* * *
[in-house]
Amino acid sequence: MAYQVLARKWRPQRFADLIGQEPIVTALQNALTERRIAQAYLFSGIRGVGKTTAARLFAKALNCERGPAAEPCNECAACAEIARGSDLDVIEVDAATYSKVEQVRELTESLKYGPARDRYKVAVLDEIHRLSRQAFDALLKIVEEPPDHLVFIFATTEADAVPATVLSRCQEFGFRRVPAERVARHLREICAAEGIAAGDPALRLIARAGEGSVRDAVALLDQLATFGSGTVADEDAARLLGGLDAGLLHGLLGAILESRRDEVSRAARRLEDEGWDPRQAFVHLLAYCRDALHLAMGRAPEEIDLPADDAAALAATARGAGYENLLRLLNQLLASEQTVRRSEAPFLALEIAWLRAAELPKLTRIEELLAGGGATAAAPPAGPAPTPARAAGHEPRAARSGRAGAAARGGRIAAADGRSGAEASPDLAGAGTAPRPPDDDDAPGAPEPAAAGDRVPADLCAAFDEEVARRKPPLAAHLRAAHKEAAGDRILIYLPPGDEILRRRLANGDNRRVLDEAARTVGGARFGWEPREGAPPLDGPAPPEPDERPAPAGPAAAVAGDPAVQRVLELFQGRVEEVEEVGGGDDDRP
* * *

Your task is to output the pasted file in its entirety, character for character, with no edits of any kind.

[in-house]
Amino acid sequence: MAYQVLARKWRPQRFADLIGQEPIVTALQNALTERRIAQAYLFSGIRGVGKTTAARLFAKALNCERGPAAEPCNECAACAEIARGSDLDVIEVDAATYSKVEQVRELTESLKYGPARDRYKVAVLDEIHRLSRQAFDALLKIVEEPPDHLVFIFATTEADAVPATVLSRCQEFGFRRVPAERVARHLREICAAEGIAAGDPALRLIARAGEGSVRDAVALLDQLATFGSGTVADEDAARLLGGLDAGLLHGLLGAILESRRDEVSRAARRLEDEGWDPRQAFVHLLAYCRDALHLAMGRAPEEIDLPADDAAALAATARGAGYENLLRLLNQLLASEQTVRRSEAPFLALEIAWLRAAELPKLTRIEELLAGGGATAAAPPAGPAPTPARAAGHEPRAARSGRAGAAARGGRIAAADGRSGAEASPDLAGAGTAPRPPDDDDAPGAPEPAAAGDRVPADLCAAFDEEVARRKPPLAAHLRAAHKEAAGDRILIYLPPGDEILRRRLANGDNRRVLDEAARTVGGARFGWEPREGAPPLDGPAPPEPDERPAPAGPAAAVAGDPAVQRVLELFQGRVEEVEEVGGGDDDRP